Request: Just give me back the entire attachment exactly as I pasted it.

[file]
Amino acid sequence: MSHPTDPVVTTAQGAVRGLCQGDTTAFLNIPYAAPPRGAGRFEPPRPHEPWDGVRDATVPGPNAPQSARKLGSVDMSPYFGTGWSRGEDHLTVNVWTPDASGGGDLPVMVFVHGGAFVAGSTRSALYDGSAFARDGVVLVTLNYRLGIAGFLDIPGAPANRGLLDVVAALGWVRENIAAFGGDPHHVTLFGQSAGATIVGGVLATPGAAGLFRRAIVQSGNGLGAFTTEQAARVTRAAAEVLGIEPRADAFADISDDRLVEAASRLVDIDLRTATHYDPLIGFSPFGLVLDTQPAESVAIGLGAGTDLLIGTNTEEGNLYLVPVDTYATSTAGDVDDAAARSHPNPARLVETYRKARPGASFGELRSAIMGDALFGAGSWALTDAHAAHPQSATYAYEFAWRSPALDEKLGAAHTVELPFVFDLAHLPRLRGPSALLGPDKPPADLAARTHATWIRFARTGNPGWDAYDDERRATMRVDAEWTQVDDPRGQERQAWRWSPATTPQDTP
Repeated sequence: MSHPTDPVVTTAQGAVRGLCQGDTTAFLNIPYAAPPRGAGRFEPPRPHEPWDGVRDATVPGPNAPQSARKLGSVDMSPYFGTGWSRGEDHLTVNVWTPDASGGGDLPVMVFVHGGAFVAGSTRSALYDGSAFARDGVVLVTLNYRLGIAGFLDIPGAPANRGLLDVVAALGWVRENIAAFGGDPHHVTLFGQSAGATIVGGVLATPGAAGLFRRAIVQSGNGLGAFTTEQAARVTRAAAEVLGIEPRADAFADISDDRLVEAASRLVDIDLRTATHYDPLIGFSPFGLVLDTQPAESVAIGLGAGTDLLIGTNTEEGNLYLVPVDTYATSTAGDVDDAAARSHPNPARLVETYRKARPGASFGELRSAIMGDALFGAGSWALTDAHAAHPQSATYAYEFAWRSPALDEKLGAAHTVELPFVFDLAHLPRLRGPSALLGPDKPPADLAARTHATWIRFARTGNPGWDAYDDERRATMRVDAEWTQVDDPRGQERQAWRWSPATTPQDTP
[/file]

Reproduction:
Amino acid sequence: MSHPTDPVVTTAQGAVRGLCQGDTTAFLNIPYAAPPRGAGRFEPPRPHEPWDGVRDATVPGPNAPQSARKLGSVDMSPYFGTGWSRGEDHLTVNVWTPDASGGGDLPVMVFVHGGAFVAGSTRSALYDGSAFARDGVVLVTLNYRLGIAGFLDIPGAPANRGLLDVVAALGWVRENIAAFGGDPHHVTLFGQSAGATIVGGVLATPGAAGLFRRAIVQSGNGLGAFTTEQAARVTRAAAEVLGIEPRADAFADISDDRLVEAASRLVDIDLRTATHYDPLIGFSPFGLVLDTQPAESVAIGLGAGTDLLIGTNTEEGNLYLVPVDTYATSTAGDVDDAAARSHPNPARLVETYRKARPGASFGELRSAIMGDALFGAGSWALTDAHAAHPQSATYAYEFAWRSPALDEKLGAAHTVELPFVFDLAHLPRLRGPSALLGPDKPPADLAARTHATWIRFARTGNPGWDAYDDERRATMRVDAEWTQVDDPRGQERQAWRWSPATTPQDTP
Repeated sequence: MSHPTDPVVTTAQGAVRGLCQGDTTAFLNIPYAAPPRGAGRFEPPRPHEPWDGVRDATVPGPNAPQSARKLGSVDMSPYFGTGWSRGEDHLTVNVWTPDASGGGDLPVMVFVHGGAFVAGSTRSALYDGSAFARDGVVLVTLNYRLGIAGFLDIPGAPANRGLLDVVAALGWVRENIAAFGGDPHHVTLFGQSAGATIVGGVLATPGAAGLFRRAIVQSGNGLGAFTTEQAARVTRAAAEVLGIEPRADAFADISDDRLVEAASRLVDIDLRTATHYDPLIGFSPFGLVLDTQPAESVAIGLGAGTDLLIGTNTEEGNLYLVPVDTYATSTAGDVDDAAARSHPNPARLVETYRKARPGASFGELRSAIMGDALFGAGSWALTDAHAAHPQSATYAYEFAWRSPALDEKLGAAHTVELPFVFDLAHLPRLRGPSALLGPDKPPADLAARTHATWIRFARTGNPGWDAYDDERRATMRVDAEWTQVDDPRGQERQAWRWSPATTPQDTP